Brexit update on future trade
24 Jun 2020
On 12 June 2020, the government announced the approach to border controls on GB-EU trade in 2021 and it formally notified the EU that it will not accept or seek an extension to the Transition Period – for full details follow this link: Post Transition UK Border Planning but some highlights are below regarding imports:
In recognition of the unprecedented impact that coronavirus has had on all aspects of life, border controls are being introduced in stages, to give businesses more time to prepare. The stages are:
- From January 2021: Traders importing standard goods will need to prepare for basic customs requirements and will have up to six months to complete customs declarations. Tariff payments can be deferred until the customs declaration has been made. Traders moving controlled goods such as tobacco and toxic chemicals will be required to complete a customs declaration. Businesses will also need to consider how they account for VAT on imported goods. There will also be physical checks at the point of destination on all high-risk live animals and a proportion of low-risk live animals.
- From April 2021: All products of animal origin (POAO) and all regulated plants and plant products will also require pre-notification and the relevant health documentation.
- From July 2021: Traders moving all goods will have to make declarations at the point of importation and pay relevant tariffs. Full Safety and Security declarations will be required, while for Sanitary and Phytosanitary (SPS) commodities there will be an increase in physical checks and the taking of samples.
This approach does not apply to the flow of trade between Northern Ireland and Ireland, or between Northern Ireland and GB.
To support businesses with the new processes taking effect next year, the government has developed a new £50m package to boost the capacity of customs intermediaries – including customs brokers, freight forwarders and express parcel operators – providing businesses with further support. This funding will support intermediaries with recruitment, training and supplying IT equipment to help handle customs declarations.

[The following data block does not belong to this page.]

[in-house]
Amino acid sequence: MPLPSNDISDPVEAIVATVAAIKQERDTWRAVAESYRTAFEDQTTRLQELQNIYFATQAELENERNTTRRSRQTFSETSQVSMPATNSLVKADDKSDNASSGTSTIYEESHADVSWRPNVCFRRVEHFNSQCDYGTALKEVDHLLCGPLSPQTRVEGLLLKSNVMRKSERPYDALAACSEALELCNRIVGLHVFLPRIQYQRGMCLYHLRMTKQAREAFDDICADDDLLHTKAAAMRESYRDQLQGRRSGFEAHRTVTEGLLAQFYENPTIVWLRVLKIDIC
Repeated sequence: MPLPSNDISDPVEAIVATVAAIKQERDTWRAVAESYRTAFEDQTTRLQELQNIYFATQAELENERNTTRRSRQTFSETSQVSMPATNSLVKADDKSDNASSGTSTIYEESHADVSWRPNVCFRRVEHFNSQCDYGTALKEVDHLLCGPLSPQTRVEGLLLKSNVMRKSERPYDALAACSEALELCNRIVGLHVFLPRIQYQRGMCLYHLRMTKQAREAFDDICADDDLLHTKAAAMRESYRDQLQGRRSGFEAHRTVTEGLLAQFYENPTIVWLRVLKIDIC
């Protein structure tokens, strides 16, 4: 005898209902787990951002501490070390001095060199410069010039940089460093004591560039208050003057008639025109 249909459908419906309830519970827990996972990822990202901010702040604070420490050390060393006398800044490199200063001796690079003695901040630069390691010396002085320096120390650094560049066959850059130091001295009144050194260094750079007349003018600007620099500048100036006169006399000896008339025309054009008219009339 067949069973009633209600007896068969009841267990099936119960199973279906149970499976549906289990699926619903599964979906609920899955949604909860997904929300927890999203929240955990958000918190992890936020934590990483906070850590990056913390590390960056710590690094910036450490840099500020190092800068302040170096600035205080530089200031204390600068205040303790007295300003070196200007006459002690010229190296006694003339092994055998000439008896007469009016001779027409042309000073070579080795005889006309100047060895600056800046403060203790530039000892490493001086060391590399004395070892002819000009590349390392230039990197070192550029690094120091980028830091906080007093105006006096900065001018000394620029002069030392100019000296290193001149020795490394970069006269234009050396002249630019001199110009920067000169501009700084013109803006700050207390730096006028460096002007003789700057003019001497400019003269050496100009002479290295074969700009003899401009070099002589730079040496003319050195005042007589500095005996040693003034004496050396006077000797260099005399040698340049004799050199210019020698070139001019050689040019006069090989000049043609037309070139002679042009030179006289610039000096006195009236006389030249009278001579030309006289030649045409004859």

Rules will also be changed to remove barriers for intermediaries taking on new clients. The government intends to remove the financial liability from intermediaries operating on behalf of their clients and allow parcel operators to continue declaring multiple consignments in a single customs declaration. This will help intermediaries increase their operations.
Additionally, the government has committed to building new border facilities in Great Britain for carrying out required checks, as well as providing targeted support to ports to build new infrastructure. They are consulting with ports across the UK to agree what infrastructure is required.
This announcement is another important step towards getting the country ready for the end of the Transition Period, but there is still more work to be done by both government and industry to ensure we are prepared for January 2021.
The central European position is slightly less encouraging from a UK export point of view. The EU has said that its member states will immediately enforce full customs and border controls on imports, regardless of whether there is a new trade agreement with the UK or a no deal Brexit. EU guidance by sector, updated in June 2020, can be found via this link: Post Transition EU Planning
The implication is that while it will be easy for UK companies to import in the early post-transition phase, exporting to the EU will be harder. There is likely to be more delay at the border, and the customer companies in Europe will have additional burdens related to goods from the UK.